2nd Riverside County sheriff’s deputy dies of COVID-19 within 24 hours

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Another Riverside County Sheriff’s Department deputy died of complications from COVID-19 as the number of infected employees rose to 26, authorities said Friday.

Deputy David Werksman, a 22-year veteran of the department, is the second deputy at the agency to succumb to the respiratory illness after 54-year-old Deputy Terrell Young, the Sheriff’s Department announced. They both died Thursday.

“It is hard to imagine that just 24 hours ago, our Department was in pain due to the COVID-19 death of Deputy Terrell Young. Our members are heartbroken and hurting,” the Riverside Sheriffs’ Association’s president Bill Young said in a statement.

It is believed Werksman contracted the virus several weeks ago while attending or making arrangements for his mother’s funeral, Riverside County Sheriff Chad Bianco said at a news conference Friday.

The deputy was admitted to a hospital with respiratory failure about a week ago, two weeks after he started experiencing flu-like symptoms. He had previously seen a doctor who sent him home with antibiotics, according to the sheriff.

“It hit him pretty early… and he had a hard time with it. He was fighting severe respiratory problems for almost two weeks before he was eventually hospitalized,” Bianco said.

The sheriff said Werksman had no contact with Young or the county’s jails, which are tied to most of the department’s 26 cases among its employees.

A small number of employees did have contact with Werksman, but they are asymptomatic, Bianco said.

Werksman has worked at the Robert Presley Detention Center, the sheriff’s Jurupa Valley and Lake Elsinore stations, and was most recently assigned to the sheriff’s administration. 

The deputy also worked on the Hazardous Device Team and was an FBI certified public safety bomb technician, a hazardous materials team specialist, and a nuclear and radiological first responder, authorities said.

He is survived by his wife and three adult children, according to the sheriff.

“I’m seriously heartbroken,” Bianco said, describing Werksman as a “great man” known for his generosity, kindness and willingness to help anyone.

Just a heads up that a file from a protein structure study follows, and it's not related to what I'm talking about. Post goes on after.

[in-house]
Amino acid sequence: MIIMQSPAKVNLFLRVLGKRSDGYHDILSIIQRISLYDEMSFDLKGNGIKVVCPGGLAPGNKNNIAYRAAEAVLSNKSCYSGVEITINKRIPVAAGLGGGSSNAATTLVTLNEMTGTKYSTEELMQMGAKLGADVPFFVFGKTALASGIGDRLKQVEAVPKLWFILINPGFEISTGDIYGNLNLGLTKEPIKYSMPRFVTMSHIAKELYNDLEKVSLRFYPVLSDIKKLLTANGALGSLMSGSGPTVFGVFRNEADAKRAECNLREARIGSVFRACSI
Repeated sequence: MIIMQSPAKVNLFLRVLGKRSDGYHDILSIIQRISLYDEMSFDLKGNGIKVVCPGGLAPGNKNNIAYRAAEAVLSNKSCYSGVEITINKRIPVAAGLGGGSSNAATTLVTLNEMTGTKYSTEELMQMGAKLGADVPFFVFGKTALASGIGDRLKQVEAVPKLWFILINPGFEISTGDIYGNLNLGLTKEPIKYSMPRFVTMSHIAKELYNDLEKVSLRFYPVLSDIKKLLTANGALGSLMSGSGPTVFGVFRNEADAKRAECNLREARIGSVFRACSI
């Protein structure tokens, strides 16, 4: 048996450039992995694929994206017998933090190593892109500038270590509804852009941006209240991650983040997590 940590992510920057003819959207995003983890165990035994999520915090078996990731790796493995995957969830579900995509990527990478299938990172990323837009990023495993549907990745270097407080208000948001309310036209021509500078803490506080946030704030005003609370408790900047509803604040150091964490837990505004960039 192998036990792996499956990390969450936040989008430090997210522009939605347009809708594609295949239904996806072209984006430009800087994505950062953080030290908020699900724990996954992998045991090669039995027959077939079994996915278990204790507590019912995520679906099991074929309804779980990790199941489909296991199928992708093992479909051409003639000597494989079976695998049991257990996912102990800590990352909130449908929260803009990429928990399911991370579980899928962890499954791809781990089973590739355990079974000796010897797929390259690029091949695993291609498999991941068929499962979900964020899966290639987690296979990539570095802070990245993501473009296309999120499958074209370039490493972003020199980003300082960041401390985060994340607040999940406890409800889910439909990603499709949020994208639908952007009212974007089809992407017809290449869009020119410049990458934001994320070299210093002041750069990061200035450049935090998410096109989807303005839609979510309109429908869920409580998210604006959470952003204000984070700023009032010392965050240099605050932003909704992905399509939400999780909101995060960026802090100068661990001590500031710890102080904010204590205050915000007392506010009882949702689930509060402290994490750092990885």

Out of the department’s 26 employees who tested positive for the coronavirus, two of them remained hospitalized as of Friday, Bianco said.

Most of the infected employees are deputies who worked at the Cois M. Byrd Detention Center, where Young worked, Bianco said.

The sheriff said Young likely contracted COVID-19 from an inmate he had escorted to the Riverside University Health System in March. Since then, almost all of Deputy Young’s team had been tested for the virus and department is waiting on coronavirus test results for 30 to 40 employees.

“Some of them have had very, very mild to no symptoms and some of them said they felt like they’ve been hit by a truck,” the sheriff said of the infected employees.

About 99% of the department’s cases are tied to its jails, where 13 inmates have tested positive for the novel coronavirus, the sheriff said Friday. 

There were 493 coronavirus infections and 14 deaths reported in Riverside County as of Thursday, according to the Riverside University Health System. At least 50 patients have recovered.

The sheriff strongly urged people to stay home and follow social distancing orders.

“I don’t believe people are taking this serious and, unfortunately, I don’t think they will until it happens to someone close to them,” Bianco said, describing seeing traffic on freeways slowly going back to normal.

The sheriff said the department is limiting the number of people working and all employees are being told to wear masks and also cover their eyes if possible.

The department has also stepped up cleanings of its facilities and is isolating inmates who show symptoms of the illness. “We’ve been taking this seriously from the beginning,” the sheriff said.

A procession for the fallen deputy will be held at 2 p.m. and will go from Perris to Riverside.

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